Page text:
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The evolution of muscular parvalbumins investigated by the maximum parsimony method

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Phylogenetic trees requiring the lowest sum of nucleotide replacements and gene duplicative events were constructed from the amino acid sequence data on ten gnathostome parvalbumins (PAR) and two related myofibrillar proteins troponin-C (TNC) and myosin alkali-light-chain (ALC). The origin and differentiation of the structural domains within these proteins were also investigated by the maximum parsimony method and by an alignment statistic for identifying evolutionarily related protein sequences. The results suggest, in agreement with the Weeds-McLachlan model, that tandem duplications in a precursor gene caused a primordial one-domain polypeptide (consisting of two helices with a calcium binding region in between) to double and then quadruple in size. Duplications of the gene coding for this four domain (I–II–III–IV) protein in an early metazoan, pre-gnathostome lineage gave rise to the separate loci for TNC, ALC, and PAR. TNC, which alone retained the Ca-binding function in each of its four domains, evolved much more slowly than either the ALC or PAR lineages. In the PAR lineage the I–II–III–IV structure was degraded, presumably by a partial gene deletion, to the II–III–IV structure during descent to the gnathostome ancestor of parvalbumins. Also during this period the mid region in domain II lost its Ca-binding function and, as it did so, evolved at an accelerated rate over other regions, a pattern indicative of positive selection for a change in function. In turn, from the gnathostome ancestor to the present, the mid regions of domains III and IV, which each retained Ca-bindung function, evolved much more slowly than other regions, a pattern indicative of stabilizing selection for preservation of function. Between the gnathostome and teleost-tetrapod ancestor a gene duplication separated the parvalbumins into anα-lineage and aβ-lineage. During this early vertebrate period PAR genes evolved at the extremely fast rate of 89 nucleotide replacements per 100 codons per 108 years (i.e. 89 NR %), but from the teleost-tetrapod ancestor to the present, bothα- andβ-PAR lineages evolved at a much slower rate, about 8 NR %. The use ofβ-parvalbumins as phylogenetic markers was complicated by presumptive evidence that paralogous (i.e. duplication dependent) gene lineages occur within this group. As a final point, in the genealogy of TNC, ALC, and PAR lineages, a non-random pattern of nucleotide replacements was observed between the reconstructed ancestral and descendant mRNA sequences. The pattern was similar to that observed for other protein genealogies and seems to reflect a bias in the genetic code for guanine to adenine and adenine to guanine transitions (especially at the first nucleotide position of the RNA codons) to produce amino acid substitutions which are compatible with the preservation of protein three-dimensional structure.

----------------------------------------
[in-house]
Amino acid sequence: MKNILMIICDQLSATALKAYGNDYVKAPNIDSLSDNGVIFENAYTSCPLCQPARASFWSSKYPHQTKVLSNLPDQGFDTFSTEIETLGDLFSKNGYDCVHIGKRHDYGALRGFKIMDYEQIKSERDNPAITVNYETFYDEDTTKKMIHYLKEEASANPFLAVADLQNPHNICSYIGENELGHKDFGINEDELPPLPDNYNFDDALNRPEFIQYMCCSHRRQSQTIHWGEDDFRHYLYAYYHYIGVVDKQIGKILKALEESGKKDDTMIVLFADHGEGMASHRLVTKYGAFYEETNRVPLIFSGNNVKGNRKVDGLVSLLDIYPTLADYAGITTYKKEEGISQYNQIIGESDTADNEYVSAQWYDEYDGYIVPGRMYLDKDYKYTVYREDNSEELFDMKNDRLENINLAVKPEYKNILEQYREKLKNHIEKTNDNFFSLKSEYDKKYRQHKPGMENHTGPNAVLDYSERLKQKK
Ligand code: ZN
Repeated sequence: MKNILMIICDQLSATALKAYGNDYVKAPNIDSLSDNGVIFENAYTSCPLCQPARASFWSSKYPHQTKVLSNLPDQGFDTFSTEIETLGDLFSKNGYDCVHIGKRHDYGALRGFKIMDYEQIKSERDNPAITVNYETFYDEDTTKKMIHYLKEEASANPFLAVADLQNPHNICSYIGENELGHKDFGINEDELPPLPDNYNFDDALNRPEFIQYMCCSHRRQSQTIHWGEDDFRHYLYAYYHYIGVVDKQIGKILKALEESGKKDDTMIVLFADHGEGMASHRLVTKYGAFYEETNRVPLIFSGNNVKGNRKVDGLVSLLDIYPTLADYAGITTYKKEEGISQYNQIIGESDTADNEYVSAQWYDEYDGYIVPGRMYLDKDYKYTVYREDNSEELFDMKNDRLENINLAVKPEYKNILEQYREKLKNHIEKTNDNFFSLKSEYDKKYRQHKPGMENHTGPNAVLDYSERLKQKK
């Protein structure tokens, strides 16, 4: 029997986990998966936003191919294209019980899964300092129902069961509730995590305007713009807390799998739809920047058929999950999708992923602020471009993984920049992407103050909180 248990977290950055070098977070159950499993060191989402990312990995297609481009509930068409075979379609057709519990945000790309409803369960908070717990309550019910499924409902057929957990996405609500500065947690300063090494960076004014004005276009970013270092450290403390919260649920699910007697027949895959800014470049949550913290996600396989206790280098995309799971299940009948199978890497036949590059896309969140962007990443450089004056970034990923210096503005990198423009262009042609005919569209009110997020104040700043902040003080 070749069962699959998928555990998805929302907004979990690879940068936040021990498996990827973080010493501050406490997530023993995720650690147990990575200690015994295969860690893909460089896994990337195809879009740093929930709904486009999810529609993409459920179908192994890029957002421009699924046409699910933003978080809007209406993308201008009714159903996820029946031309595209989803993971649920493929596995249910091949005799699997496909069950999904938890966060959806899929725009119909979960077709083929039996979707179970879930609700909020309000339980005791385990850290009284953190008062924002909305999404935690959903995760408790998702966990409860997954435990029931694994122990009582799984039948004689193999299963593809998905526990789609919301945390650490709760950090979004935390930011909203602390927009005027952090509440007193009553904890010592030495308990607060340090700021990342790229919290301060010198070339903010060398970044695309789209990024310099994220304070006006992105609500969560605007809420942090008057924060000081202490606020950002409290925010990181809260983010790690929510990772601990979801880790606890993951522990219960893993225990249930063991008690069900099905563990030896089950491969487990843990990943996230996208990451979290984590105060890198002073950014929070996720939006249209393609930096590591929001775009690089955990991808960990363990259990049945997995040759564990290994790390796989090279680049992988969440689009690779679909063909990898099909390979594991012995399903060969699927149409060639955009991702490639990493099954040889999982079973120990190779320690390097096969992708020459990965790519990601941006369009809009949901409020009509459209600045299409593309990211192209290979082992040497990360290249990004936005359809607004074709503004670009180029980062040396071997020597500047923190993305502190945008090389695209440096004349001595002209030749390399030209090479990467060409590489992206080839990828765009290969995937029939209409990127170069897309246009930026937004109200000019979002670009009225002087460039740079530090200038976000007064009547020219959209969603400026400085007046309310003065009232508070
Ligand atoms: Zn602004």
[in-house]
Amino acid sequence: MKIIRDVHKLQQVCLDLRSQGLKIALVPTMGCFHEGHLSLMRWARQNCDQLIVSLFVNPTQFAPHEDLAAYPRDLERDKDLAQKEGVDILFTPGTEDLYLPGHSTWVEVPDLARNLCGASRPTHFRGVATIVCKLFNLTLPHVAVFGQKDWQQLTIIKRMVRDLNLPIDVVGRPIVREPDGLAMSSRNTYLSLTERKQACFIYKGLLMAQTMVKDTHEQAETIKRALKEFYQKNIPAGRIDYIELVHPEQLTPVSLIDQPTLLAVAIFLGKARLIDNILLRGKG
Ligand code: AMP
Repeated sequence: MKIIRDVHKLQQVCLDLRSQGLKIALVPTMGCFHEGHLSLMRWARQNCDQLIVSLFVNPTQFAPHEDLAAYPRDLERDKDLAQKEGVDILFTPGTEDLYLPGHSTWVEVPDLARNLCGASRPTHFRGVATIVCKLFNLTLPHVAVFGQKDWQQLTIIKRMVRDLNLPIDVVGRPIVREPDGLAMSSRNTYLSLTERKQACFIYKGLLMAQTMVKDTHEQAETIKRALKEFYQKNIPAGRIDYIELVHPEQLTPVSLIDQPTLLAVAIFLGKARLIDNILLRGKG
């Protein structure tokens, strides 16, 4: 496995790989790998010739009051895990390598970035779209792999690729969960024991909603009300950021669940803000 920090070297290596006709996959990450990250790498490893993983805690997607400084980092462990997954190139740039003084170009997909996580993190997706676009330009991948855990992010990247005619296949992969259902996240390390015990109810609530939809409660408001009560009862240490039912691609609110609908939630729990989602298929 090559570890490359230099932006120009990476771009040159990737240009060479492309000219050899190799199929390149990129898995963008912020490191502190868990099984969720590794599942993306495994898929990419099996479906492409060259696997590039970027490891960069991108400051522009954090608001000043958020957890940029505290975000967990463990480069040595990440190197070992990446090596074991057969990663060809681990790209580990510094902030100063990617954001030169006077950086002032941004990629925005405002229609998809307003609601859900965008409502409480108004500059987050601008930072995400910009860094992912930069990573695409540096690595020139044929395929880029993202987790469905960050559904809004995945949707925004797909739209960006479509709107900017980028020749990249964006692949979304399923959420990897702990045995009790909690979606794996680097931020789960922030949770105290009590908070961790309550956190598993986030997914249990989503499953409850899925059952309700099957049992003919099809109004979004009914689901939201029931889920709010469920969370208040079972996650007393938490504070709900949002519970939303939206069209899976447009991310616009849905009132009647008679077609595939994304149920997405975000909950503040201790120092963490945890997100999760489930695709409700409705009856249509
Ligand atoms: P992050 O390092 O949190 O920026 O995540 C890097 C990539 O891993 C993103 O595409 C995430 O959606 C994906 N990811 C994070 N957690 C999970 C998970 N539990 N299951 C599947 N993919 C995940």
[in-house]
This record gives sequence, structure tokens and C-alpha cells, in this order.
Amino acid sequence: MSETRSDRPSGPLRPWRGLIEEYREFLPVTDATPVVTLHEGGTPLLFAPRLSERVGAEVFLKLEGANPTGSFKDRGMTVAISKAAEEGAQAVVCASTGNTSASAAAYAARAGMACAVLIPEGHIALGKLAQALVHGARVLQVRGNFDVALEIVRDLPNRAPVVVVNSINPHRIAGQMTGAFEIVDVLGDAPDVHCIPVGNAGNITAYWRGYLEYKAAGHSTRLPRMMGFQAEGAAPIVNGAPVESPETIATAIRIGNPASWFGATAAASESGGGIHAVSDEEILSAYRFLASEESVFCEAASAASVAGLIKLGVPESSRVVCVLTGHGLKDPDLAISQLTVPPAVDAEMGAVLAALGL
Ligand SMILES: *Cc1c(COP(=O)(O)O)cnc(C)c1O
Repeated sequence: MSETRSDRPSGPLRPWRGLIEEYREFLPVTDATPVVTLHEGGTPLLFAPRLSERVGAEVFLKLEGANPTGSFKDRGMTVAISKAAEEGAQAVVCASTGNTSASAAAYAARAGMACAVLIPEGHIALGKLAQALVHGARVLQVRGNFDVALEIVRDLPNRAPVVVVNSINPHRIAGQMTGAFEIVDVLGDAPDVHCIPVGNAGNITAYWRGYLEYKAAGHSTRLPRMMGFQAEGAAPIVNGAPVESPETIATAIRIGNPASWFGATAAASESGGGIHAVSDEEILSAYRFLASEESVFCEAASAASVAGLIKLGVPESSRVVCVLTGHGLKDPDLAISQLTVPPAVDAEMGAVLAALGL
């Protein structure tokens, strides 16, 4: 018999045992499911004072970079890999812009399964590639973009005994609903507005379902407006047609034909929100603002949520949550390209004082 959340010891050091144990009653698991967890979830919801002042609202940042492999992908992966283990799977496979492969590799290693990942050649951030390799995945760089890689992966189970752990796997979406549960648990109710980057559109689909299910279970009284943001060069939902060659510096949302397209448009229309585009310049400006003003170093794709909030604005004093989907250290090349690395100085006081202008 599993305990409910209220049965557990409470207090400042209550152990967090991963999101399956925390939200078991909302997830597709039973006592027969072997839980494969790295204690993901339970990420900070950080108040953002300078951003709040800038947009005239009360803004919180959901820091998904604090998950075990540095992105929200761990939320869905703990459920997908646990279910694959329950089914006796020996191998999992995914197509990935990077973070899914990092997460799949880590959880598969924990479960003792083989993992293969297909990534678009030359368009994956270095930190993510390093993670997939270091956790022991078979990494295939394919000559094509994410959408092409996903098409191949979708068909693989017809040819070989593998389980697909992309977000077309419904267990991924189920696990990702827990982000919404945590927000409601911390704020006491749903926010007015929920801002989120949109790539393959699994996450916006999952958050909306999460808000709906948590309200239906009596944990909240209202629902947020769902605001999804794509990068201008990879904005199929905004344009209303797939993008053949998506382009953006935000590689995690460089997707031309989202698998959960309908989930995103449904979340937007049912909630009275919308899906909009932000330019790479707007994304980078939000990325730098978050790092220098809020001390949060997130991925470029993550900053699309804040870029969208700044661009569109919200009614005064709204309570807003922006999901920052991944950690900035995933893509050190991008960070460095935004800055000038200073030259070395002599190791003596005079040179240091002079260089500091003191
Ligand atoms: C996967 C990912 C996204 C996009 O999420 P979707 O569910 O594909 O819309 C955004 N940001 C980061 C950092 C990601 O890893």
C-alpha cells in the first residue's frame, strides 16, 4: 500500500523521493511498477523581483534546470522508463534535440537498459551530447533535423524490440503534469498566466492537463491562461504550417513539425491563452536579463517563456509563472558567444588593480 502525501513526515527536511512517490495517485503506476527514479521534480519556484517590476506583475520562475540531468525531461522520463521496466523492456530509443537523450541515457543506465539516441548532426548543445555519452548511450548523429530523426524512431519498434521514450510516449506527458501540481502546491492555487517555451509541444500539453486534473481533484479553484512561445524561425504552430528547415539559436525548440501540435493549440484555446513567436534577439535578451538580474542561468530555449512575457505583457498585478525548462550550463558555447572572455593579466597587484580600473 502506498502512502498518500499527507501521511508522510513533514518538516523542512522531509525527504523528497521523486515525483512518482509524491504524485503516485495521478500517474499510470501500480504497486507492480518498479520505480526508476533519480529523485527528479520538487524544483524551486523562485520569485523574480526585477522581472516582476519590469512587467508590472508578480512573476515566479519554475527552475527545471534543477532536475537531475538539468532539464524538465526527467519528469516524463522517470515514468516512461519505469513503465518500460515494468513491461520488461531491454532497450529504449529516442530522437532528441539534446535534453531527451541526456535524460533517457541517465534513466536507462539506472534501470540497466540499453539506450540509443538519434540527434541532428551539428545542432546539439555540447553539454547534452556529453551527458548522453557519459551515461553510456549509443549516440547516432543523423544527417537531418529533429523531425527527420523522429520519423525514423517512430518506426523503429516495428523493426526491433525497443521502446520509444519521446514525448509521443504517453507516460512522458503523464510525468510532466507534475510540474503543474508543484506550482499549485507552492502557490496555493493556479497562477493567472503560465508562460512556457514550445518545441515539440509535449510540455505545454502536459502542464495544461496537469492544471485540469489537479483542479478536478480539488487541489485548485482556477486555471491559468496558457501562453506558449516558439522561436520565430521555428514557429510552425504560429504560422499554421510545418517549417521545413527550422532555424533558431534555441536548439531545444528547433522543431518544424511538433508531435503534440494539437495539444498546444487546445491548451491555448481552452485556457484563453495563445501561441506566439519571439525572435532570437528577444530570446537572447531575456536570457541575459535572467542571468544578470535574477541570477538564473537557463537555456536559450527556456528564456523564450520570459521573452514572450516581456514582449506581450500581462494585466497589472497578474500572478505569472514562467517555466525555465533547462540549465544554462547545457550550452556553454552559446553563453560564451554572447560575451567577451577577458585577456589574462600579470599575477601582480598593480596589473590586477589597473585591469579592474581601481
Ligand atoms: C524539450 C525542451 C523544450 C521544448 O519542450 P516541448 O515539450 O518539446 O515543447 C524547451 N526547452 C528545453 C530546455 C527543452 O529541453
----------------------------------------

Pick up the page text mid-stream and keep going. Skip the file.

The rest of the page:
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Goodman, M., Pechére, JF. The evolution of muscular parvalbumins investigated by the maximum parsimony method. J Mol Evol 9, 131–158 (1977). https://doi.org/10.1007/BF01732745

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